Ohio man accused of drugging his pet monkey wants pet back

Adam Kordes wants his monkey came back to him.

The black-headed capuchin monkey, named “Neo”, was seized from Kordes’ Westwood home in February by local animal control. The reason, according to a search warrant: A Florida veterinarian had seen videos of Neo, believed the monkey had ingested Xanax and/or cocaine, and was “in urgent need of veterinary attention.”

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Without care, according to the search warrant, Neo could die.

On Feb. 7, court documents say Kordes, 34, opened the door to his apartment and saw people “with guns in their hands.”

A spokesperson for Cincinnati Animal Care, the organization that provides animal control services to the county, confirmed that its deputies (known as dog guards) carry weapons in the field. He declined to comment on the matter.

Kordes has convictions dating back more than 10 years for drunk driving and disorderly conduct, according to court documents. He was involved in a serious car accident in 2017 that killed a passenger and led to charges of homicide while driving. Those charges were dismissed, according to Rabanus, because Kordes has no recollection of the accident and was deemed mentally incompetent to stand trial. He is still receiving medical treatment for his injuries, she said.

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Since Feb. 7, Kordes has been on a legal odyssey that culminated Thursday when a Hamilton County grand jury indicted him on cruelty to pets, a low-level felony punishable by up to a year in prison. Court documents indicate that the monkey’s urine tested positive for amphetamines.

Kordes’ attorney, Lisa Rabanus, said she has yet to see any reports of those tests because her public records requests have been denied. She also said that Neo is now in Florida.

Why?

“That’s one of the many questions I have,” Rabanus said.

She filed a motion asking a judge to return Neo to Kordes. Neo, she says, is her “emotional support animal.” A hearing is scheduled for May 12 in the Court of Common Pleas.

Local monkey rescue organization

A criminal case involving a captive monkey worth between $15,000 and $20,000 could be unprecedented in Hamilton County. Equally rare: On Thursday, a judge issued a written order, telling Kordes to “stay away from the companion/service monkey.”

A woman who runs what she describes as a monkey sanctuary in Clermont County is also implicated in the case.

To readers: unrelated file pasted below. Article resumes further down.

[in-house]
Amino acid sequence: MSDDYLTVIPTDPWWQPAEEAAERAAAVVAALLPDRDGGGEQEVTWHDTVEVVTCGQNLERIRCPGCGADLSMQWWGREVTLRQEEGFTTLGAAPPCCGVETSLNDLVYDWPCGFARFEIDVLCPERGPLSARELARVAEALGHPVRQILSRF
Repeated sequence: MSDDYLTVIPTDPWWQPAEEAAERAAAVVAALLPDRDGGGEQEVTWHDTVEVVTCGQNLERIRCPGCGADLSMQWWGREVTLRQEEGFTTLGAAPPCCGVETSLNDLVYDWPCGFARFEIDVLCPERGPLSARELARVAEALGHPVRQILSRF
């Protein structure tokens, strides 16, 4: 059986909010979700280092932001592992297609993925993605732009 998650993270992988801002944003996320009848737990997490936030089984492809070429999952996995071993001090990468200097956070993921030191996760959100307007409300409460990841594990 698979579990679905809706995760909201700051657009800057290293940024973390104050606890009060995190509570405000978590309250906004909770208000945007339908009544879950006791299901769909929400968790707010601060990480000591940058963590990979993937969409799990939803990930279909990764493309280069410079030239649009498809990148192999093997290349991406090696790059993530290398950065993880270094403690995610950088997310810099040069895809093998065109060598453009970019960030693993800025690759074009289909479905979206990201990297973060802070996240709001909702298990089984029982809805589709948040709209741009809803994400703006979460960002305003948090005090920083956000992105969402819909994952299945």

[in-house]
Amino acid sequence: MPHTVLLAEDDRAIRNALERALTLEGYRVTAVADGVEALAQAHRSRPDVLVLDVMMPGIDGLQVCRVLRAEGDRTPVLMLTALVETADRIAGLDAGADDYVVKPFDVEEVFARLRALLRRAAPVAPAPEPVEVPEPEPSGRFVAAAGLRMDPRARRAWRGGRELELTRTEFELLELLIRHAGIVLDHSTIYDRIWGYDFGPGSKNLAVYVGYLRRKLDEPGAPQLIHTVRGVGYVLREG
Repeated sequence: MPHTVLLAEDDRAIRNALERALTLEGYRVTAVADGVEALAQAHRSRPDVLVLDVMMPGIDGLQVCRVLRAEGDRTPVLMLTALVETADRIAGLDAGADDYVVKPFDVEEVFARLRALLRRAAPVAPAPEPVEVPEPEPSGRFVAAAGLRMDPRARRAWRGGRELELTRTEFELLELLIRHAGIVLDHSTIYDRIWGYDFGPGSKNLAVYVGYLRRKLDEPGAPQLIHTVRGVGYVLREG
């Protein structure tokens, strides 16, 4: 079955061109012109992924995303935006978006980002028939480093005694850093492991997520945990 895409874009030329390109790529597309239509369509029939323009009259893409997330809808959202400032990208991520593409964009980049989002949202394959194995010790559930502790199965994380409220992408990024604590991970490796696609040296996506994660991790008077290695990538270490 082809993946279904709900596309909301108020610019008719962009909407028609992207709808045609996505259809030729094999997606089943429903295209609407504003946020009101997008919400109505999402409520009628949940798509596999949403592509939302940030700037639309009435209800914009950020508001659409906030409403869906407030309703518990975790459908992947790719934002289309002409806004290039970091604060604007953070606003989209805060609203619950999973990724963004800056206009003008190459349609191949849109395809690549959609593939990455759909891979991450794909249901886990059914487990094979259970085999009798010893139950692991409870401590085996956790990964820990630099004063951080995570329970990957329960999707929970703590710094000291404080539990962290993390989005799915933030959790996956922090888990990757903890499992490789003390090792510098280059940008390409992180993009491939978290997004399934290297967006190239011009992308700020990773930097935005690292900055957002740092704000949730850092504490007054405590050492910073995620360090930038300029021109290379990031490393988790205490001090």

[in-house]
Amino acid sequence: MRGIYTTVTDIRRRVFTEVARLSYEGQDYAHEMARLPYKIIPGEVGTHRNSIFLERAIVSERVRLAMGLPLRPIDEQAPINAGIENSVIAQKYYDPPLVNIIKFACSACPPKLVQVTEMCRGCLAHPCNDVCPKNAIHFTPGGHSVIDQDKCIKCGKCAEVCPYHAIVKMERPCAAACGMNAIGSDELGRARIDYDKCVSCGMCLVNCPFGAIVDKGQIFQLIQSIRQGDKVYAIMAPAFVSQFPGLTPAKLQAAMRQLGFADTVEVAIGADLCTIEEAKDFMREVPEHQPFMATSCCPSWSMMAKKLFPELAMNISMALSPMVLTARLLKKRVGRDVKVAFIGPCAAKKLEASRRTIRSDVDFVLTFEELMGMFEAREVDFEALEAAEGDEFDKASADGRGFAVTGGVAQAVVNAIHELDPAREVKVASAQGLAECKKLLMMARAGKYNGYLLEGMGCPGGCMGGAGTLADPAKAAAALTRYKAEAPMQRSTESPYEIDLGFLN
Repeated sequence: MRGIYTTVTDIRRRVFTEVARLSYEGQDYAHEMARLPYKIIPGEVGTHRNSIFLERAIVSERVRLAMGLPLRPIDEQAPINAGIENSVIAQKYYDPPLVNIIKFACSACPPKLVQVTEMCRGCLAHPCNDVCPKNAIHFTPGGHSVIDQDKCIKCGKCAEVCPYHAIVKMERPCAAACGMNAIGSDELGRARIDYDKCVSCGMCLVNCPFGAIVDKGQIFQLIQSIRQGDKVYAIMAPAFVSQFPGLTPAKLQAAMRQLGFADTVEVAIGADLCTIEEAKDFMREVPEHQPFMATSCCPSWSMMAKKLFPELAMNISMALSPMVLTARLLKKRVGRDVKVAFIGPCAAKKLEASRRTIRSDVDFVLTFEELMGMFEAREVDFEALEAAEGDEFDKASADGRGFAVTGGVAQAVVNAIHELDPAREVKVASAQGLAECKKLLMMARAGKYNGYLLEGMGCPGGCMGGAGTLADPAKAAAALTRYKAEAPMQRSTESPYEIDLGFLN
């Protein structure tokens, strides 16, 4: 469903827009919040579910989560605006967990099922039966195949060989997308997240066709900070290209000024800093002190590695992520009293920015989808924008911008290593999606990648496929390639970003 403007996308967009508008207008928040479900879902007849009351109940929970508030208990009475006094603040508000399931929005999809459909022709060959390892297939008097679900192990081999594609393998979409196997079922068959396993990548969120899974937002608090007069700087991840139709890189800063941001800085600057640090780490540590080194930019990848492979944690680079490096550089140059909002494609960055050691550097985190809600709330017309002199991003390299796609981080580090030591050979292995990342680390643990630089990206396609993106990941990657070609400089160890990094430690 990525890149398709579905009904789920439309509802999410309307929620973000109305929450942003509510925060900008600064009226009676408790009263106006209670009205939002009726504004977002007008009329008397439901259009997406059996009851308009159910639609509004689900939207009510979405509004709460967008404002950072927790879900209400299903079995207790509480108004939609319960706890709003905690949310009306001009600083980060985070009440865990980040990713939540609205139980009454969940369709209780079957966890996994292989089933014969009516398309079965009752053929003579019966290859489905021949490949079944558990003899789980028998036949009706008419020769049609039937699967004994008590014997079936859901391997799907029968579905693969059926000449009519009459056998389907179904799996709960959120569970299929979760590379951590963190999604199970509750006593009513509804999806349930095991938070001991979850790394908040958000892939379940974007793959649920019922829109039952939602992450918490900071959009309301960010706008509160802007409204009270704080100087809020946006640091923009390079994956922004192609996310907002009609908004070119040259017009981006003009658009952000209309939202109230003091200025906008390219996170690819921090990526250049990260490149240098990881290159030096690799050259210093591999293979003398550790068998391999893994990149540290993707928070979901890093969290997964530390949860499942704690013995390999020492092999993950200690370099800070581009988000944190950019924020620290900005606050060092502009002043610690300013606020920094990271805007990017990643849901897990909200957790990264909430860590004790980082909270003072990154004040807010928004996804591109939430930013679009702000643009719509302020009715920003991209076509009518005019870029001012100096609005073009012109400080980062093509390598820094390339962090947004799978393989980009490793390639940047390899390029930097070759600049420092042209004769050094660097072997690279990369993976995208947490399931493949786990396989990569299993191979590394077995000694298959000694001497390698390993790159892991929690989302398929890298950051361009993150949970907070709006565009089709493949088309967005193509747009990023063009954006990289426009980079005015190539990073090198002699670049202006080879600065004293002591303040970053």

Teresa Bullock of Misfitland Monkey Rescue in Moscow knows Kordes and went to his apartment on Feb. 6 after calling for help with Neo, who was around 6 or 7 months old at the time. Rabanus said Kordes purchased Neo in August 2021.

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Bullock told The Enquirer that Kordes texted him, saying Neo got chocolate, wasn’t “moving well” and was crying. Kordes told him that he also contacted a vet who said to give Neo hydrogen peroxide, to make Neo vomit.

Kordes replied to him later, saying that Neo had stopped crying. According to Bullock, Kordes said she was still welcome, but he now believed Neo would be fine.

Bullock went to Kordes’ apartment, anyway, armed with a syringe filled with charcoal to help clean out the monkey’s system. She told The Enquirer that she suspected Kordes gave “something” to Neo.

Once there, Bullock became concerned because Neo’s coordination “was completely off”. She said she tried to give Neo a burger on a plate, “but he couldn’t, with his hands, get the food from the plate to his mouth.”

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Bullock was also concerned that Kordes owned a capuchin monkey who died shortly before he had Neo. She thinks Kordes gave the other monkey drugs.

Bullock provided videos of Neo, apparently shot Feb. 6, to his friend, Florida vet Jodi Thannum. On Feb. 7, Thannum called Cincinnati Animal Care, according to the search warrant, saying Kordes had a monkey “who was given narcotics, such as adult amounts of Xanax and/or cocaine(e),” and warned that the monkey could die.

Two weeks after Kordes’ home was raided, he was charged with two counts of animal cruelty. These charges were ultimately dismissed.

Second search warrant

Then, on March 3, Cincinnati Animal Care requested a second search warrant to seize all narcotics, including amphetamines, from Kordes’ apartment. He was searched the next day and he was arrested because a shotgun was found in the house (it had belonged to his grandfather, Rabanus said, and Kordes didn’t even know it was in the apartment). Because Kordes had previously been deemed incompetent to stand trial, he is not allowed to possess a firearm.

Kordes’ gun and prescriptions were seized, and prosecutors sought to charge him with criminal cruelty to pets. But a grand jury ignored that charge on March 11. He remains charged with unlawful possession of a firearm.

Days after the grand jury decided not to indict him, Rabanus asked a Hamilton County City Court judge to order Neo to be “immediately returned” to Kordes. That request was denied, though Rabanus claims there were numerous legal issues with Neo’s seizure, including that Cincinnati Animal Care did not hold a hearing before a judge to determine whether there were enough evidence for seizure.

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This law exists, she said, to provide safe measures for the care and custody of an animal, if it is not returned to its owner.

“Although animals are still considered property under the law,” she said in a court filing, “the fact that animals live, breathe and feel sentient beings requires this special hearing, which protects the due process rights of both the owner and the animal.”

Prosecutors again took the case to a grand jury, which on Thursday indicted Kordes for the felony of cruelty to pets. He is free on personal bail.